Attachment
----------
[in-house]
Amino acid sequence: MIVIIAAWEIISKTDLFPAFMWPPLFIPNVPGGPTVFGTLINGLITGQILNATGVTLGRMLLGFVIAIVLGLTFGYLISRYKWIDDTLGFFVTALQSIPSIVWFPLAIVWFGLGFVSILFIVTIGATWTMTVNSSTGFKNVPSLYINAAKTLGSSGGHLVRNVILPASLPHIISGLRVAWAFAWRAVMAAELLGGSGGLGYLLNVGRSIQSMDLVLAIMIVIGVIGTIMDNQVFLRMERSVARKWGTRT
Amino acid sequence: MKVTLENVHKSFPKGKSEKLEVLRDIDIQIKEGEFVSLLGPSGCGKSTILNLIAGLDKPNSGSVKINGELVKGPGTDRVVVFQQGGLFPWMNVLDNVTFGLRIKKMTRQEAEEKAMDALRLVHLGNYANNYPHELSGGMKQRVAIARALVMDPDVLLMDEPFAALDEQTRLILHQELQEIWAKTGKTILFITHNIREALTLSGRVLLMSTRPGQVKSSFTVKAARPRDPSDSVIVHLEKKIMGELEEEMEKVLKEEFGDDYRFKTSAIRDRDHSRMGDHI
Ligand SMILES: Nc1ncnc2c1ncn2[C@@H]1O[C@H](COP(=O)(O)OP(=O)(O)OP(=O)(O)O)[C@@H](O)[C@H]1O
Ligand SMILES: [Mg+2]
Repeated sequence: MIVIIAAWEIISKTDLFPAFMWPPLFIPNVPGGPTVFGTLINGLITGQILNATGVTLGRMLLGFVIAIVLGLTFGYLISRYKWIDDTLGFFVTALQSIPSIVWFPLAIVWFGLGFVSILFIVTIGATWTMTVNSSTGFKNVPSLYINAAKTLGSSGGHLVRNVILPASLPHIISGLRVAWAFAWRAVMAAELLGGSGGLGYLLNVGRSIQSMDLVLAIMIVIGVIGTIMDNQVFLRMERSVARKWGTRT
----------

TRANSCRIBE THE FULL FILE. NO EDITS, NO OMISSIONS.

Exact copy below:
[in-house]
Amino acid sequence: MIVIIAAWEIISKTDLFPAFMWPPLFIPNVPGGPTVFGTLINGLITGQILNATGVTLGRMLLGFVIAIVLGLTFGYLISRYKWIDDTLGFFVTALQSIPSIVWFPLAIVWFGLGFVSILFIVTIGATWTMTVNSSTGFKNVPSLYINAAKTLGSSGGHLVRNVILPASLPHIISGLRVAWAFAWRAVMAAELLGGSGGLGYLLNVGRSIQSMDLVLAIMIVIGVIGTIMDNQVFLRMERSVARKWGTRT
Amino acid sequence: MKVTLENVHKSFPKGKSEKLEVLRDIDIQIKEGEFVSLLGPSGCGKSTILNLIAGLDKPNSGSVKINGELVKGPGTDRVVVFQQGGLFPWMNVLDNVTFGLRIKKMTRQEAEEKAMDALRLVHLGNYANNYPHELSGGMKQRVAIARALVMDPDVLLMDEPFAALDEQTRLILHQELQEIWAKTGKTILFITHNIREALTLSGRVLLMSTRPGQVKSSFTVKAARPRDPSDSVIVHLEKKIMGELEEEMEKVLKEEFGDDYRFKTSAIRDRDHSRMGDHI
Ligand SMILES: Nc1ncnc2c1ncn2[C@@H]1O[C@H](COP(=O)(O)OP(=O)(O)OP(=O)(O)O)[C@@H](O)[C@H]1O
Ligand SMILES: [Mg+2]
Repeated sequence: MIVIIAAWEIISKTDLFPAFMWPPLFIPNVPGGPTVFGTLINGLITGQILNATGVTLGRMLLGFVIAIVLGLTFGYLISRYKWIDDTLGFFVTALQSIPSIVWFPLAIVWFGLGFVSILFIVTIGATWTMTVNSSTGFKNVPSLYINAAKTLGSSGGHLVRNVILPASLPHIISGLRVAWAFAWRAVMAAELLGGSGGLGYLLNVGRSIQSMDLVLAIMIVIGVIGTIMDNQVFLRMERSVARKWGTRT